Crane by camera

1 October 2004

cientists at Fermilab are installing a camera to use a crane in a radioactive hall

The crane itself is nothing special. The 27t capacity double-girder KCI Konecranes crane was installed in a 67m by 9m hall in Batava, Illinois.

The only two special requests the scientists made were a low headroom and a motor-driven rotating hook.

So far operators have been able to use the crane in the hall using the standard radio remote control. It has lifted 6,350t of shielding, mostly in 9t blocks. But once the experiment begins later this year, the area will be sealed off.

The hall is cut in half along its length by a false floor of shielding. Above is the crane; below is the experimental equipment. A special particle gun will shoot a beam of particles that will be sampled once in the hall and again, 735 km away, at a research facility in Soudan, Minnesota. The change in the beam between the two detectors will make it possible to derive information about the mass of the particles – called neutrinos – and other fundamental properties. To produce the neutrino beam, Fermilab National Laboratory first accelerates protons (hydrogen with the electron stripped off) to very high energy. The protons are directed onto a target where they interact and produce pions. The pions are focused toward Soudan, and then quickly decay to neutrinos and other particles. “We need to distinguish between two conditions – radiation produced while the beam is on, and residual radiation that will be left after the beam is turned off,” says scientist Jim Hylen.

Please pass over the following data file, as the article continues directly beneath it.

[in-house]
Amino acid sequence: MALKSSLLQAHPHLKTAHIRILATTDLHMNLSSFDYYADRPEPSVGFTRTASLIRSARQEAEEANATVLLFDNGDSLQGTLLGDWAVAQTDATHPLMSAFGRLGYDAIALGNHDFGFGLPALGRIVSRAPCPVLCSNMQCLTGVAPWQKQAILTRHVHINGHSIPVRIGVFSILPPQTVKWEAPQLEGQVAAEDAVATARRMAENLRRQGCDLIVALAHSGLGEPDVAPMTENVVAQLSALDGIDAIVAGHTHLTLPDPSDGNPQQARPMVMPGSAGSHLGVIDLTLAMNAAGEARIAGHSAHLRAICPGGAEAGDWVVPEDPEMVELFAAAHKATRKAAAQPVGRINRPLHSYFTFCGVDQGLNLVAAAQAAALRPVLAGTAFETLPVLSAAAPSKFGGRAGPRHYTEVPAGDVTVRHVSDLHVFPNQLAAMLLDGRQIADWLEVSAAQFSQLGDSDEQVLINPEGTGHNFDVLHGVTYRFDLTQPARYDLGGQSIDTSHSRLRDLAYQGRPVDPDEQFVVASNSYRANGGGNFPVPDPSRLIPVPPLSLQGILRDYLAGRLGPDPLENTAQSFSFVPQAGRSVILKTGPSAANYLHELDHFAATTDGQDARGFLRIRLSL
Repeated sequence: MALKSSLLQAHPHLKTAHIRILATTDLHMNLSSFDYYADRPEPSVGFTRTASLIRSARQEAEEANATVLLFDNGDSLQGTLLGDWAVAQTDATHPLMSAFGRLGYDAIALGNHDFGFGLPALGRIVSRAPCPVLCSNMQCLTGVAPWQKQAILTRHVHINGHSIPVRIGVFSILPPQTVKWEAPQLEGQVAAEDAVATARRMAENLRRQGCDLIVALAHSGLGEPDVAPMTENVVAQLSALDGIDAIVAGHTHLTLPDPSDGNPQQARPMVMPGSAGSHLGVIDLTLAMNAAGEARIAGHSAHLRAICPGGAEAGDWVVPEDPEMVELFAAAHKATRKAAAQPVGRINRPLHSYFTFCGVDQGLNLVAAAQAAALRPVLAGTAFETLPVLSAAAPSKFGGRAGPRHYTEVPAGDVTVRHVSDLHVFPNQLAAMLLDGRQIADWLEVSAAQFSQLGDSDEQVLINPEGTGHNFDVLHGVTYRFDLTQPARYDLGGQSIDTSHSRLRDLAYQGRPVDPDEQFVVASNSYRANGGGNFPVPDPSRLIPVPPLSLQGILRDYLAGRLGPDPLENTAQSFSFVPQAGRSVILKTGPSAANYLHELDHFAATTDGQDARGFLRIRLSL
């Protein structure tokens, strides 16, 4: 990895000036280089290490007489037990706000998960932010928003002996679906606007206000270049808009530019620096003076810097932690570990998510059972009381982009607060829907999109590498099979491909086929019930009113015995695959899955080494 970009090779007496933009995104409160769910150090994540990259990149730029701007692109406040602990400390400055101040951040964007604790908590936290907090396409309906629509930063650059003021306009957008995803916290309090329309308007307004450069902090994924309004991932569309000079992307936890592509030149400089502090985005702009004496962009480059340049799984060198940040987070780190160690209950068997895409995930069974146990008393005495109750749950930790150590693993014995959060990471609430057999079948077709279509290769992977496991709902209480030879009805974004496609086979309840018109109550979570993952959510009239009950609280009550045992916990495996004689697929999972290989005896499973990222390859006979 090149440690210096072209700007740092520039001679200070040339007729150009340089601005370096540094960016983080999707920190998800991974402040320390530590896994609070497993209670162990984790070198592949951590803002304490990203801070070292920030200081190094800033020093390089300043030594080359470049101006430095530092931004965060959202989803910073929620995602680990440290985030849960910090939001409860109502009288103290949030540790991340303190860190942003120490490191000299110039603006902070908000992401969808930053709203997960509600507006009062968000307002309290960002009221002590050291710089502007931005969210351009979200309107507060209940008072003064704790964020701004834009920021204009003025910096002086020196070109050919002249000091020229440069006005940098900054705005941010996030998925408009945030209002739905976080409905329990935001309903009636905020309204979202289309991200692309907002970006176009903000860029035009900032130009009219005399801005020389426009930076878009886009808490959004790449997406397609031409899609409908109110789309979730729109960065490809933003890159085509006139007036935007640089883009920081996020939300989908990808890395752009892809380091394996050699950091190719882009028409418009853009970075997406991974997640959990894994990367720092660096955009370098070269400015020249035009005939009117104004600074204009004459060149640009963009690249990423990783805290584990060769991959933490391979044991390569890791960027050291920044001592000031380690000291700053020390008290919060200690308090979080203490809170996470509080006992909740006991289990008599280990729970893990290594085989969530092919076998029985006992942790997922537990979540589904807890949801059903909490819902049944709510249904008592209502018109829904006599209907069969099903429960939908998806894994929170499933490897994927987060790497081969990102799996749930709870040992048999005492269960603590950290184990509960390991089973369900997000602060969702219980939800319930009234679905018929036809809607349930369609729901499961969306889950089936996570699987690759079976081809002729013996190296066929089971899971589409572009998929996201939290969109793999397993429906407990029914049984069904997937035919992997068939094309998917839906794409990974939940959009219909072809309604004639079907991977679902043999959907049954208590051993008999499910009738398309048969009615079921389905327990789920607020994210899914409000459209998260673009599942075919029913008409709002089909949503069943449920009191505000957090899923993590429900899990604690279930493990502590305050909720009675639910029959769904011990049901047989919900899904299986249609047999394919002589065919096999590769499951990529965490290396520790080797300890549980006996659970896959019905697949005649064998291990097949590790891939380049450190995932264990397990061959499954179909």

The centre of the target is expected to receive a radiation dose of 1014 Rad/year. Protected above the shielding, the crane is expected to only receive about 100 Rad/year, but this is still enough to fry the electrics – so the team will take away cameras and electrics when the beam is switched on.

Once or twice a year, the team will switch off the gun to replace the target or a focussing device – for which workers will need to open up the shielded chamber, releasing radiation. Although the cameras are mounted near the top of the chamber, they will still receive a dosage of several Rad/hr, according to Hylen – not enough to require special cameras, but far more than the 0.1 Rad maximum dose for personnel.

When fully installed later this year, there will be four cameras on the crane and several on the walls. Two cameras featuring remote tilt/pan/focus/zoom will watch the load from a vantage point on the crane bridge. Two black and white fixed cameras, one on the trolley, one on the bridge – will monitor long and cross travel by transmitting an image of a viewing scale.

The controls and video are wireless. The pan/tilt/zoom controls transmit at 5.8 GHz, and the video is transmitted back on 2.4 GHz bands, while the wireless crane control operates at 0.9 GHz. The camera receiver antennas are at a fixed location on the target hall wall, with cable running the rest of the way to the control station which is located behind a shield wall.

Once installed, technicians will check the video transmission quality using the antennas that come with the cameras. If the quality suffers as the crane moves away from the receiver, the team will passively multiplex the four video signals onto a high-gain antenna and de-multiplex them at the other end.

Fixed lasers mounted on the bridge will shine downward. The position of the spots on targets on the object being transported will indicate when the rotation angle of the object is correct for insertion into the target pile.

The camera/laser system will need to position objects to about 18mm initial accuracy. As objects are lowered, guide daggers will engage that will lead the object into final position with 0.05mm accuracy.